As promised, the OCC (U.S. Office of the Comptroller of the Currency) has released new crypto guidelines that allow banks to use stablecoins and blockchain technology for their network of payments and settlements.
Fortunately, this clarification of bank “participation,” not infiltration comes as a positive occurrence in crypto after Brian Brooks, US Comptroller, announced incoming regulations last month.
It is also a relief from the daunting prospective regulations coming from the U.S. Treasury Department as public comments come to a close regarding disclosure of crypto user data.
Consequences of the Announcement
So, what does this news mean for banks, customers, and cryptocurrency in general?
The official statement from OCC states, “… a national bank or federal savings association may validate, store, and record payments transactions by serving as a node on an INVN. Likewise, a bank may use INVNs and related stablecoins to carry out other permissible payment activities. In deploying these technologies, a bank must comply with applicable law and safe, sound, and fair banking practices.”
And according to Brooks, it “…removes any legal uncertainty about the authority of banks to connect to blockchains as validator nodes and thereby transact stablecoin payments on behalf of customers who are increasingly demanding the speed, efficiency, interoperability, and low cost associated with these products.”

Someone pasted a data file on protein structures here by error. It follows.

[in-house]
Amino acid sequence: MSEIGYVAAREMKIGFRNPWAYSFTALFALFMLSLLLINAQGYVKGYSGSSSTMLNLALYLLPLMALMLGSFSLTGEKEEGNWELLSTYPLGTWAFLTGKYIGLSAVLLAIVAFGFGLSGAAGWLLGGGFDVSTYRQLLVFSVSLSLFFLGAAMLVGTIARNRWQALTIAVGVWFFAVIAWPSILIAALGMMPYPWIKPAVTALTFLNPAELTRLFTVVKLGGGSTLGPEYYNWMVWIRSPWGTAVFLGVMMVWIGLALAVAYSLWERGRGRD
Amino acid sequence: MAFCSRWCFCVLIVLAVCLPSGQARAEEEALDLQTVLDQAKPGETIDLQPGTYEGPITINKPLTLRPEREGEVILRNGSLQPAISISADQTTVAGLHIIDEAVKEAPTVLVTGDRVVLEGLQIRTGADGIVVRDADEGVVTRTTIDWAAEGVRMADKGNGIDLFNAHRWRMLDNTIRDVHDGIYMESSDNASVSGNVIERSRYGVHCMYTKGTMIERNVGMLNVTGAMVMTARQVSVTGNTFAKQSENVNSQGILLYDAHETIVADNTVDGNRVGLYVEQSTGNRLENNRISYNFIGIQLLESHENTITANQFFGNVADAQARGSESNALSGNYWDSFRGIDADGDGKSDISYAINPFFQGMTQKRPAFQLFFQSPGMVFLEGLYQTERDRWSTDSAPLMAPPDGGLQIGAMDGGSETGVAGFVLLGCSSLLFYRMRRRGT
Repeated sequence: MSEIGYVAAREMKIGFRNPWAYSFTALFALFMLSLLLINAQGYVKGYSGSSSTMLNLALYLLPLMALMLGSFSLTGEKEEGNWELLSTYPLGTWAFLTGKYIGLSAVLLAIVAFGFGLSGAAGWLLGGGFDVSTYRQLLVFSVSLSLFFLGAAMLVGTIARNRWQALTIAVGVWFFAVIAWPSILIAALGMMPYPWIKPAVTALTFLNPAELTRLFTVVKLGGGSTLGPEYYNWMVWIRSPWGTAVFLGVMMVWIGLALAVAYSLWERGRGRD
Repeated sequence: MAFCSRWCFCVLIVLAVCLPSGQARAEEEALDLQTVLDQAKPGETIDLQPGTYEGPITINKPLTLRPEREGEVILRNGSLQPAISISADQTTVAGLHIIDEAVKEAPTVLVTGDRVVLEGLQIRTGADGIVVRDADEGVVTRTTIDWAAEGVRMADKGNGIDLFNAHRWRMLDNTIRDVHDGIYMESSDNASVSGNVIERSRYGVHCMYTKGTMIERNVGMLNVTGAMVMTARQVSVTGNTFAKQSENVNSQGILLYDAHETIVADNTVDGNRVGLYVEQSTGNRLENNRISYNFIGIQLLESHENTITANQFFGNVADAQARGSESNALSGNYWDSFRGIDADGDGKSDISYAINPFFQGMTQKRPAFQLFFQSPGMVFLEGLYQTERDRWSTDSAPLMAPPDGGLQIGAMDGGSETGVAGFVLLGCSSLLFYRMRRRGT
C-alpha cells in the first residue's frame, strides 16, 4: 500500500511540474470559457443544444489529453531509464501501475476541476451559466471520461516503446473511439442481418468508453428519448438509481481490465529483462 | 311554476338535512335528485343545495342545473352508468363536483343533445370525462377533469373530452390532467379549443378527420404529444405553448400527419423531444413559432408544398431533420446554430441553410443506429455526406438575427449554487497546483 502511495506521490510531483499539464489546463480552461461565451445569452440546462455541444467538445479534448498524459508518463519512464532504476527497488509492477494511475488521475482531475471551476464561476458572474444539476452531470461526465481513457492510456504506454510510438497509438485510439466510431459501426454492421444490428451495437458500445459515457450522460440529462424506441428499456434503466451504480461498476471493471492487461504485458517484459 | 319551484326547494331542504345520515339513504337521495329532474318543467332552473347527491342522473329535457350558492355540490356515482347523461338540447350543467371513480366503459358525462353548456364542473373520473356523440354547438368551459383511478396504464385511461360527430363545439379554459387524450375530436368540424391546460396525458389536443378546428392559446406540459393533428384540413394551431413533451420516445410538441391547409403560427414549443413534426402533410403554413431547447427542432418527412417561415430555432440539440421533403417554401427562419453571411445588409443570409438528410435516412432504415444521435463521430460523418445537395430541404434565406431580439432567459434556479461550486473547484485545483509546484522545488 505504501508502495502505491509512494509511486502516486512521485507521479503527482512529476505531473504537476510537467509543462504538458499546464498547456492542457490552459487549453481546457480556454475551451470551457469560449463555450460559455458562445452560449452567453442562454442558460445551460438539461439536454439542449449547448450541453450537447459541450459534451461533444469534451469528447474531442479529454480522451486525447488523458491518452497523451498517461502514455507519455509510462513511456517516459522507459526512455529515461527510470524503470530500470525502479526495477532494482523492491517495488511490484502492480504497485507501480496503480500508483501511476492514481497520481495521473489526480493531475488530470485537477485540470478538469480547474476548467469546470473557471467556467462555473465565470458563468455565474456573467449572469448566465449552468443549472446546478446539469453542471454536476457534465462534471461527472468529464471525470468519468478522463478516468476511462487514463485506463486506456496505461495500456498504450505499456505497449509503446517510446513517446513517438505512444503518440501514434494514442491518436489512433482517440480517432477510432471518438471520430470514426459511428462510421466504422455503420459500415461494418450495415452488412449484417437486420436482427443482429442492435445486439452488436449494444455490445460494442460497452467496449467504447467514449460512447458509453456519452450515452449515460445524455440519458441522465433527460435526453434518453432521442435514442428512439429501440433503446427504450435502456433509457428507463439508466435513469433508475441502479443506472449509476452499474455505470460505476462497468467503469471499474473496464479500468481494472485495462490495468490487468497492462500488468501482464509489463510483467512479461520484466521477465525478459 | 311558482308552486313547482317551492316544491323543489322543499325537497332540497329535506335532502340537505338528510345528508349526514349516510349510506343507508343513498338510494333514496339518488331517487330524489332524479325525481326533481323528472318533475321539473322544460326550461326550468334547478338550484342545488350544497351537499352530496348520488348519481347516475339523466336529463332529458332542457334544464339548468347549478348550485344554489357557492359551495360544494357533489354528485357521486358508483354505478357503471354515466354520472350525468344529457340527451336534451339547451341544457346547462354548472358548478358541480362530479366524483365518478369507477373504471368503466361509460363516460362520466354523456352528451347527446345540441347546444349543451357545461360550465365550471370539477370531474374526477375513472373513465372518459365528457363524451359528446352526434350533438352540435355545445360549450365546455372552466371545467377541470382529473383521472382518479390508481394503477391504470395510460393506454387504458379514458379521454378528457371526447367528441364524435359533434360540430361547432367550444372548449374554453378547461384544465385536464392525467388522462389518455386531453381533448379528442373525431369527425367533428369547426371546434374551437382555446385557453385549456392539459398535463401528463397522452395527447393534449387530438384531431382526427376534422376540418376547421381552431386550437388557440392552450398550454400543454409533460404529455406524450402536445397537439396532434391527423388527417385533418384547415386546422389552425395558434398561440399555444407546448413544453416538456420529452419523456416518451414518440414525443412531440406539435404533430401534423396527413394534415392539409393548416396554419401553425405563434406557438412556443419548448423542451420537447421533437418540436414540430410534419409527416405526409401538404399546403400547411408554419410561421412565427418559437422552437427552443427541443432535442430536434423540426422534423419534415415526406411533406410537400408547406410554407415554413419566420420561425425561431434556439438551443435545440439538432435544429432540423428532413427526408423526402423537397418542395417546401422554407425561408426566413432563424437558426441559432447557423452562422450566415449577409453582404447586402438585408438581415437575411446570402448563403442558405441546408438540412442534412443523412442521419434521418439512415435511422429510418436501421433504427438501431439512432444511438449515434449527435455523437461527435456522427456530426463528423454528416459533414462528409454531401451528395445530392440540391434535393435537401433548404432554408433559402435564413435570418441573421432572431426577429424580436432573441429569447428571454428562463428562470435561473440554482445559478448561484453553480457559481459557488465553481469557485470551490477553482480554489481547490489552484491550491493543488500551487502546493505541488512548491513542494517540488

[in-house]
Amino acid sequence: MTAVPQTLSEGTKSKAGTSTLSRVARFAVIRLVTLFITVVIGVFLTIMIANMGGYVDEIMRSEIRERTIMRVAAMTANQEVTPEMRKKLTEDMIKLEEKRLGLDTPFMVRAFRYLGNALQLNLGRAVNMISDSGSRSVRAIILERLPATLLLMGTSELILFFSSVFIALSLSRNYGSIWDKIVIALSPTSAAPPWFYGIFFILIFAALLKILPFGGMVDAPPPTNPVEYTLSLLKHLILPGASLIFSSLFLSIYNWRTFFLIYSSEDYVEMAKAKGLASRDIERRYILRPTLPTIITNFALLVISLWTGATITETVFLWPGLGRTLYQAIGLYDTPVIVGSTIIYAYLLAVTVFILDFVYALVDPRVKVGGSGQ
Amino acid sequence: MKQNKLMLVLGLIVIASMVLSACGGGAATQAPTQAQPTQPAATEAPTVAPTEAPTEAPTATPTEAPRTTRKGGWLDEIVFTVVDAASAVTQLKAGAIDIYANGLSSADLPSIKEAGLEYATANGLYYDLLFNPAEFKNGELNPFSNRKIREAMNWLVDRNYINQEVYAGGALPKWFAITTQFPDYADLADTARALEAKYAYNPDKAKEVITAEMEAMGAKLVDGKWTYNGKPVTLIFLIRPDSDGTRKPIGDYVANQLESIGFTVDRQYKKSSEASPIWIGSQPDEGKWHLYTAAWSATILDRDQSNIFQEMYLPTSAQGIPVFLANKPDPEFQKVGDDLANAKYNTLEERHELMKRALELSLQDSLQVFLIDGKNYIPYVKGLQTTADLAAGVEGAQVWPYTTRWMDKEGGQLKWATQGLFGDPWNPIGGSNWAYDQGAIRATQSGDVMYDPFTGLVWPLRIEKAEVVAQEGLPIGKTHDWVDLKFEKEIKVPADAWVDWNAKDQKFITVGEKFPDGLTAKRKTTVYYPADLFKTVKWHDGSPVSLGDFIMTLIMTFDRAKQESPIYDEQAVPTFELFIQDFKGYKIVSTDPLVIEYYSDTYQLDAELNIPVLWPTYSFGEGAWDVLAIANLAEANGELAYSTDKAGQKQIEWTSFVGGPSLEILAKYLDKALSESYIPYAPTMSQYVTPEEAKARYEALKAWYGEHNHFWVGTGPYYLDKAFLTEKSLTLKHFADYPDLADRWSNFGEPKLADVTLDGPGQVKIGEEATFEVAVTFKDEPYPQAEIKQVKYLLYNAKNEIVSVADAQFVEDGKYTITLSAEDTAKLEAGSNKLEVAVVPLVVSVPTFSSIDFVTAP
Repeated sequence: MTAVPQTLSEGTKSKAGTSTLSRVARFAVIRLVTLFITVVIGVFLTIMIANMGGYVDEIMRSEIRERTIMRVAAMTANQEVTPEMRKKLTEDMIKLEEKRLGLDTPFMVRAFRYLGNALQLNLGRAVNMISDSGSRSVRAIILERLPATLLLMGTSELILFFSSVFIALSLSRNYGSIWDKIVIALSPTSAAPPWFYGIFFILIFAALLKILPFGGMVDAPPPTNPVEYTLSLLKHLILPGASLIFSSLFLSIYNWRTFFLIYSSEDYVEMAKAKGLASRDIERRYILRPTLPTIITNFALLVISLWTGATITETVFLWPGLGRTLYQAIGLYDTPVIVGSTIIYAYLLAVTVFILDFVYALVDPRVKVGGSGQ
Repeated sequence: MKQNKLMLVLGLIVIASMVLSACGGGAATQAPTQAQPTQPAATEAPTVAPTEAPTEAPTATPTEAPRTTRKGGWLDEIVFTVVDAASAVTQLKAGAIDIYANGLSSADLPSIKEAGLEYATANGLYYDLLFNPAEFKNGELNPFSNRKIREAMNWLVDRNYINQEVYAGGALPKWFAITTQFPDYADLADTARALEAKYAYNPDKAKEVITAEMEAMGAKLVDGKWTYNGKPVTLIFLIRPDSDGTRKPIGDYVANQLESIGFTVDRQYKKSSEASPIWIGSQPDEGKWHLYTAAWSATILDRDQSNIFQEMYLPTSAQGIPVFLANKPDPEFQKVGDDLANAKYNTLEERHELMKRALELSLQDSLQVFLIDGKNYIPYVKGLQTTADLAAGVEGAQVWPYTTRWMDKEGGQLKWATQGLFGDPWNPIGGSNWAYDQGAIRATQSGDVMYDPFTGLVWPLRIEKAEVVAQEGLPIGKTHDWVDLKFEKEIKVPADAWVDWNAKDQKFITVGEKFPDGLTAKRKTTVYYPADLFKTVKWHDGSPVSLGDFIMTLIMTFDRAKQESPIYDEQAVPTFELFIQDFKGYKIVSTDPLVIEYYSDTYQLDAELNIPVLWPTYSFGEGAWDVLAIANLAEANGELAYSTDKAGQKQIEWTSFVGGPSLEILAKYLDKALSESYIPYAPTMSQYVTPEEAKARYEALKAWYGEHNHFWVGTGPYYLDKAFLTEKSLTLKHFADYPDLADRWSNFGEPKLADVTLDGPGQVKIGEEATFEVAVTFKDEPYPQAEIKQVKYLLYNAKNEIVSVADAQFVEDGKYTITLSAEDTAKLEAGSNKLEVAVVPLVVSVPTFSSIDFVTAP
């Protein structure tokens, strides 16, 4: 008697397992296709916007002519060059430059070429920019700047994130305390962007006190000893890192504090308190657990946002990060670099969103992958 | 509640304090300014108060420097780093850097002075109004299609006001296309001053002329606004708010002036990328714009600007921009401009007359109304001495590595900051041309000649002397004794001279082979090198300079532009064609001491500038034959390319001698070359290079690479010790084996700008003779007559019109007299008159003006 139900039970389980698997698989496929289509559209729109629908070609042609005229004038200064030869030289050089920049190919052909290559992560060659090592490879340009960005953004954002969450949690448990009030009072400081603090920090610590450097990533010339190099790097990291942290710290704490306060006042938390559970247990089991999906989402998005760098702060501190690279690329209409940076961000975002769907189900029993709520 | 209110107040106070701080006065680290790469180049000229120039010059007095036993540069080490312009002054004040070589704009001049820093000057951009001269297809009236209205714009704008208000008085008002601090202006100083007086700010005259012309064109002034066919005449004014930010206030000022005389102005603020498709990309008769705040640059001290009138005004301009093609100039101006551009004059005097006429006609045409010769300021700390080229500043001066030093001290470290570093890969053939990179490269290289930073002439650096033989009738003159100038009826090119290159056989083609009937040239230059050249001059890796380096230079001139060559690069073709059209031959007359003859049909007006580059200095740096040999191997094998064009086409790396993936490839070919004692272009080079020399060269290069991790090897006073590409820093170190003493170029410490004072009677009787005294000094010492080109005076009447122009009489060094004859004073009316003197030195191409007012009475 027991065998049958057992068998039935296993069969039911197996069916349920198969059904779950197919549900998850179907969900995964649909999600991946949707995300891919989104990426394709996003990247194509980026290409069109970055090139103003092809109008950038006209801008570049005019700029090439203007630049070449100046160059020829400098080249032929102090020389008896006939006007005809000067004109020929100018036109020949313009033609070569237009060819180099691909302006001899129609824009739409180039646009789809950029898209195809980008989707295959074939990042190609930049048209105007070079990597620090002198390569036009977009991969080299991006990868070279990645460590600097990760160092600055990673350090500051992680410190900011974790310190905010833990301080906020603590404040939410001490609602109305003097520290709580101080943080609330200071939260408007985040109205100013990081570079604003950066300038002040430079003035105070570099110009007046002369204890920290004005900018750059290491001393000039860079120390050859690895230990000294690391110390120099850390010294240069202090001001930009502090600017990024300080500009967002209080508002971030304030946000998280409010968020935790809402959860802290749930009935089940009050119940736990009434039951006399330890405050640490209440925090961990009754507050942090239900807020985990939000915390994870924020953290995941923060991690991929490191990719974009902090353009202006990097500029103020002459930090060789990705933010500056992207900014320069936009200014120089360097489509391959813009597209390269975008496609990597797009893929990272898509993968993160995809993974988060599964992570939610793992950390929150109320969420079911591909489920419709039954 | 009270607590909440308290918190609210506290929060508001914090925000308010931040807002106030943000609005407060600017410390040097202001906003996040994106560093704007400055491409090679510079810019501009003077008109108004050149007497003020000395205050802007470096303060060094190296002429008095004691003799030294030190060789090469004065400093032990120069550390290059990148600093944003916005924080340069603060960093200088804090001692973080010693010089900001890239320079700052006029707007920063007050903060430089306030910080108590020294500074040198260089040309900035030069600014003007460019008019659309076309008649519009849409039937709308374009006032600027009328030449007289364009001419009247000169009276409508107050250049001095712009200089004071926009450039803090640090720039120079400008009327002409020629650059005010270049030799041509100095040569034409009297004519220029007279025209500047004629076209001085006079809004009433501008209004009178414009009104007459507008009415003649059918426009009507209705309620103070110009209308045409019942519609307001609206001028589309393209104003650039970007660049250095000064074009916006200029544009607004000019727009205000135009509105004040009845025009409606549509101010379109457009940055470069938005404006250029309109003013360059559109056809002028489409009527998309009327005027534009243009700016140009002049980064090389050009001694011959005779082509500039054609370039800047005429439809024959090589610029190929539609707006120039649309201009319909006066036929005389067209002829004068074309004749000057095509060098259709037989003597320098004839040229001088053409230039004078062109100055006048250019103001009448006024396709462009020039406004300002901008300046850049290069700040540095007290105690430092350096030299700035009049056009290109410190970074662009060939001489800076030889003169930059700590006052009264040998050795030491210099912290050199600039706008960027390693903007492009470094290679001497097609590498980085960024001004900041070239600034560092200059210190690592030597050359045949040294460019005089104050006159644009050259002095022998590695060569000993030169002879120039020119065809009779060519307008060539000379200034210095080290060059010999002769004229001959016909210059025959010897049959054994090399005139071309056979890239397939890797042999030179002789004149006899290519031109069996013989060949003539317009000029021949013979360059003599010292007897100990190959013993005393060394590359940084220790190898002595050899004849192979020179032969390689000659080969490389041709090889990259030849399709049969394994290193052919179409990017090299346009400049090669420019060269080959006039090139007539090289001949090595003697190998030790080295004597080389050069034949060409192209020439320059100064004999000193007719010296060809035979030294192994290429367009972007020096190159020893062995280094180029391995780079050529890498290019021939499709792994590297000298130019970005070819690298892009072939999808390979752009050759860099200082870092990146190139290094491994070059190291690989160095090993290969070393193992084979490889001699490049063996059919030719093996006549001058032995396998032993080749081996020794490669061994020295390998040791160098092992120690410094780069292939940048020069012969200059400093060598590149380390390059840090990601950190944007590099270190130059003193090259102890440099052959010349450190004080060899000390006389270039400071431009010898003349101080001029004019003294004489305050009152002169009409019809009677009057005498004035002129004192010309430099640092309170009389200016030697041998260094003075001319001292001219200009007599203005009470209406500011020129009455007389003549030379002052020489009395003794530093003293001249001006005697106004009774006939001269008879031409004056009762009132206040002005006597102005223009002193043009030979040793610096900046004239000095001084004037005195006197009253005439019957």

- Bank customers get access to blockchain technology via their already existing banks, making transactions safer and more efficient.
- Cryptocurrency gains validation as stablecoinss can be used as a remittance conversion currency. Which, also lowers fees for global transactions.
- And banks finally leap into an emerging fintech system that elevates them into the new digital age.
It sounds like a win-win for everyone involved or does it?
Are Stablecoins in Trouble?
More legislation in Congress involving stablecoins being declared banks may jeopardize this arrangement.
And if stablecoins are declared banks then what happens to the banks that use them? Could this be a way for banks to gain ownership of stablecoins, thus sealing the deal of regulation and centralization for crypto?
It is possible since stablecoins are the ultimate threat to government-issues fiat, offering stability for mainstream use.
Only time will tell what the real agendas are behind government regulation and implementation alike.